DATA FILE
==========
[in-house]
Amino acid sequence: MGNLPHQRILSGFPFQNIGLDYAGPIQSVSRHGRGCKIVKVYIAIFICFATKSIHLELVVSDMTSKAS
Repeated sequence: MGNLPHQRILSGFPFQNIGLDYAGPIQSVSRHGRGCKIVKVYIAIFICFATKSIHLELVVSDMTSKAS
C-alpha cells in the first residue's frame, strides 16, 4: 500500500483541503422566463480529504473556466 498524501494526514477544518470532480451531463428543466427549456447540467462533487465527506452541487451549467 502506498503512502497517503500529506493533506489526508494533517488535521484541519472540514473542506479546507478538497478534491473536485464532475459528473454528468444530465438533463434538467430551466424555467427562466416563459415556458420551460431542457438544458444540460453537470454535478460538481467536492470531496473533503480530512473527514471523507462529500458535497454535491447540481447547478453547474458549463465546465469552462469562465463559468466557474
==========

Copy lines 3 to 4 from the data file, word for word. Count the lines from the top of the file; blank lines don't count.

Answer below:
Repeated sequence: MGNLPHQRILSGFPFQNIGLDYAGPIQSVSRHGRGCKIVKVYIAIFICFATKSIHLELVVSDMTSKAS
C-alpha cells in the first residue's frame, strides 16, 4: 500500500483541503422566463480529504473556466 498524501494526514477544518470532480451531463428543466427549456447540467462533487465527506452541487451549467 502506498503512502497517503500529506493533506489526508494533517488535521484541519472540514473542506479546507478538497478534491473536485464532475459528473454528468444530465438533463434538467430551466424555467427562466416563459415556458420551460431542457438544458444540460453537470454535478460538481467536492470531496473533503480530512473527514471523507462529500458535497454535491447540481447547478453547474458549463465546465469552462469562465463559468466557474